30 years later, they’re both, more or less, doing the same things that they were doing back then. The artist still draws and paints, self-publishes some weird books that no one buys, and goes to conventions where he sets up a booth in the art show, where he might sell a print or two. The performer and his wife still work the Ren Faire circuit, living utterly hand-to-mouth, and regularly posting on Facebook about how they’re looking for help from friends to get to the next show.

Both of them have some serious health issues – the artist has had skin cancer, and it’s pretty clear to me that he also suffers from mental illness. The performer has had a heart attack, and is on expensive meds. Neither of them have health insurance, and I suspect that neither of them have any savings of any sort.

Both of them have worked “mundane” jobs in the past, but quit them, as they were unhappy at them. In one sense, they’re “living their dream,” and nothing else other than that has ever made them happy; any counsel or advice that they’ve ever gotten to “do something else” has either fallen on deaf ears, or been met with “but I won’t be happy doing that.”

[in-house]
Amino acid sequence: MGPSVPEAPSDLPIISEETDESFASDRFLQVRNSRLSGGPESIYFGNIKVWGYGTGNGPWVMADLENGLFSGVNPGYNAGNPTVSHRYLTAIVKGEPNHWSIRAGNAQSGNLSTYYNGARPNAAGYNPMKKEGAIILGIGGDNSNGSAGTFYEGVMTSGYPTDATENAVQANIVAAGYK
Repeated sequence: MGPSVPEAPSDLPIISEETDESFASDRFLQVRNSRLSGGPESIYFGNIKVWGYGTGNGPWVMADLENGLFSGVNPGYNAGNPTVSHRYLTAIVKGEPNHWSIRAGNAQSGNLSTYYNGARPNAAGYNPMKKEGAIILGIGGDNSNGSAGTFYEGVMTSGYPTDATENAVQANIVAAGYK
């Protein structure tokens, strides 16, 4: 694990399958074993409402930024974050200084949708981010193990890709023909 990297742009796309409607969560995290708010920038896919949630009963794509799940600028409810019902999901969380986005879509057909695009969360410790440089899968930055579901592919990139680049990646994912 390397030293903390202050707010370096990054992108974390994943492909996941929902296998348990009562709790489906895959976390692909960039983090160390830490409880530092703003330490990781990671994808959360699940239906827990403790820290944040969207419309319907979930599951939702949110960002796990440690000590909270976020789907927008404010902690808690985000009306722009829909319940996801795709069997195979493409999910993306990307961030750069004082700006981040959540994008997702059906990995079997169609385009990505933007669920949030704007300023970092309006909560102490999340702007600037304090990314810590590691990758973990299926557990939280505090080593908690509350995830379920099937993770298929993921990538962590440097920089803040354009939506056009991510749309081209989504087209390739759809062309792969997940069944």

I have no doubt that both of them realize that, financially, they’re in very bleak shape, but following their muses was always what was important to them, and they have never been particularly rational or realistic about the fact that doing so was not a particuarly wise decision.

In a way, it’s tragic to tell people that they have to chain themselves to something they hate and earn money for someone else in order to be considered worthy of life. But it’s the reality of the system that exists. It can be a tough situation.